Galicia, the region in the northwest of Spain, has some fabulous breads, and one of our favorites is Galician rye bread or pan de centeno.
To make a truly authentic Galician rye bread would be a complicated, many-stepped process, involving a starter and a wood burning oven. (Peter Reinhart's Crust and Crumb: Master Formulas for Serious Bread Bakers has a difficult recipe for "naturally leavened" rye bread if you'd like to give it a shot). But by using the no-knead method described in Mark Bittman's now-famous article for Jim Lahey's no-knead bread, it's easy to make a fantastic rye very much like the best pan de centeno of Galicia. All it needs is time--about 24 hours--and a fairly steady temperature of 70 degrees for the slow, eighteen-hour rise.
This recipe is just like that for my Galician country bread (pan de Cea) except the cup of whole wheat flour is replaced with whole grain rye flour.
2 cups all purpose flour
1 cup whole grain rye flour
1/4 teaspoon dry yeast
1 1/2 teaspoons of kosher salt
1 1/2 cups of water
semolina flour or cornmeal for dusting
a little olive oil
Here's how to do it:
In a large bowl, mix the dry ingredients. Add the water. Stir. A ragged dough should form.
Cover the bowl with plastic wrap and a towel. Place it in a spot that stays around 70 degrees. The temperature is important. If your kitchen is warmer than 70 degrees, see my post on how to keep no-knead bread dough at 70 degrees. Let the dough rise for 18 hours.
Put a piece of parchment on a large inverted baking sheet (this serves as your peel or baker's paddle). Sprinkle it with semolina flour or cornmeal. Wet your hands (It's much easier to work with this sticky dough with wet hands). "Punch" the dough down and shape it into a rough ball. Dust it with flour. Place it on the prepared parchment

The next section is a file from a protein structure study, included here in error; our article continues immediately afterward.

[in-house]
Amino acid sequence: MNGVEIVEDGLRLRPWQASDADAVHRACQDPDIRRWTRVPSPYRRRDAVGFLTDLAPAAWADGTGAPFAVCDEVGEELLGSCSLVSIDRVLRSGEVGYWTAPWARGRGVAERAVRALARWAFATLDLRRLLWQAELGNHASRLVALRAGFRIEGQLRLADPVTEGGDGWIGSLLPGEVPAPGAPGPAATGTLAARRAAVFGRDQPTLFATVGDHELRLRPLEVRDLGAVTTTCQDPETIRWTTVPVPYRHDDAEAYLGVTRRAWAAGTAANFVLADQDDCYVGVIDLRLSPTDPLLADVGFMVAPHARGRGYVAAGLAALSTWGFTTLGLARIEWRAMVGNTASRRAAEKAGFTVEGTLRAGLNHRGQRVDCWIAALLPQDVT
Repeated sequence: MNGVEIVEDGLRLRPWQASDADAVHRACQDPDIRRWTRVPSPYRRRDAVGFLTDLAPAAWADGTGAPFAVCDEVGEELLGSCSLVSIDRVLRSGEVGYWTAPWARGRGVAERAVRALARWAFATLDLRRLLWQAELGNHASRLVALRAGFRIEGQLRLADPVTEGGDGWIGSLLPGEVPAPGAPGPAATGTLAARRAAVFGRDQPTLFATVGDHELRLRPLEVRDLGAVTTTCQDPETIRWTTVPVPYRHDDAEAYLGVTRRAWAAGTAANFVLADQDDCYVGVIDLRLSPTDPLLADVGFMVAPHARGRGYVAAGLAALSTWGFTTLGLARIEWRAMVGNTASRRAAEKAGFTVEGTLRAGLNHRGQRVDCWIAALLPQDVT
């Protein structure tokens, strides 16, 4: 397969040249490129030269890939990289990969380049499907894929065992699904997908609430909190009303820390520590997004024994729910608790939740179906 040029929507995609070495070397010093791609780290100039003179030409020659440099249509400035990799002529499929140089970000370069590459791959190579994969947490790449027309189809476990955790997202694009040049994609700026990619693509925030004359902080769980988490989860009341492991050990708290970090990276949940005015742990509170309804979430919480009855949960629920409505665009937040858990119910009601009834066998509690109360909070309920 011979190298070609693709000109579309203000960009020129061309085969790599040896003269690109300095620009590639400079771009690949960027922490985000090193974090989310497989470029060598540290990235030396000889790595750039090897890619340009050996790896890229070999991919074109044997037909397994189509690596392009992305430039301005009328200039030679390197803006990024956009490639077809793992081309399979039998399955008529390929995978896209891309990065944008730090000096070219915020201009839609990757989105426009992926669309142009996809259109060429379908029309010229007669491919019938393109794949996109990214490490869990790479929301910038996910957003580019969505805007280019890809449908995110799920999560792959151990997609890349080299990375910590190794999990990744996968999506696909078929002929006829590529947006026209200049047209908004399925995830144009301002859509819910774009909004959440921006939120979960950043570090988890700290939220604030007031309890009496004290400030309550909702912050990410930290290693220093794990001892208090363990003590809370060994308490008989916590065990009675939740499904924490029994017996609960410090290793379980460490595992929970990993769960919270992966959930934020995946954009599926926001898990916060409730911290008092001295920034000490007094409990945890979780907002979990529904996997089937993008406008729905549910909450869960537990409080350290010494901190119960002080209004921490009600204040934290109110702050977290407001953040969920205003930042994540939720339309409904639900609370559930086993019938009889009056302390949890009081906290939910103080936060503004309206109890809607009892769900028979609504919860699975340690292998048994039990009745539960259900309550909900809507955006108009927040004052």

Cover the dough with a piece of plastic wrap rubbed with olive oil, and cover it with a towel.
Let the dough rise an hour or two, depending on the temps of your kitchen.
Now heat up your oven to 550, with a baking stone or pizza stone in the oven. If you don't have a stone, a large cast iron skillet works well. If you're using a kamado (Big Green Egg), even better: heat it up to 600 with the baking stone in it.
Carefully slide the dough, parchment and all, onto the hot stone (or into the hot skillet). Be careful. Shut the oven and turn down the temperature to 400. Bake it from 45 minutes to 1 hour. Keep an eye on the bread, especially towards the end. The idea is to bake it as much as possible without burning it. It should turn a deep toasty brown.
Remove the bread from the oven. Slide it onto a cooling rack. It's best to wait for it to cool before slicing.
This bread is great with caldo gallego.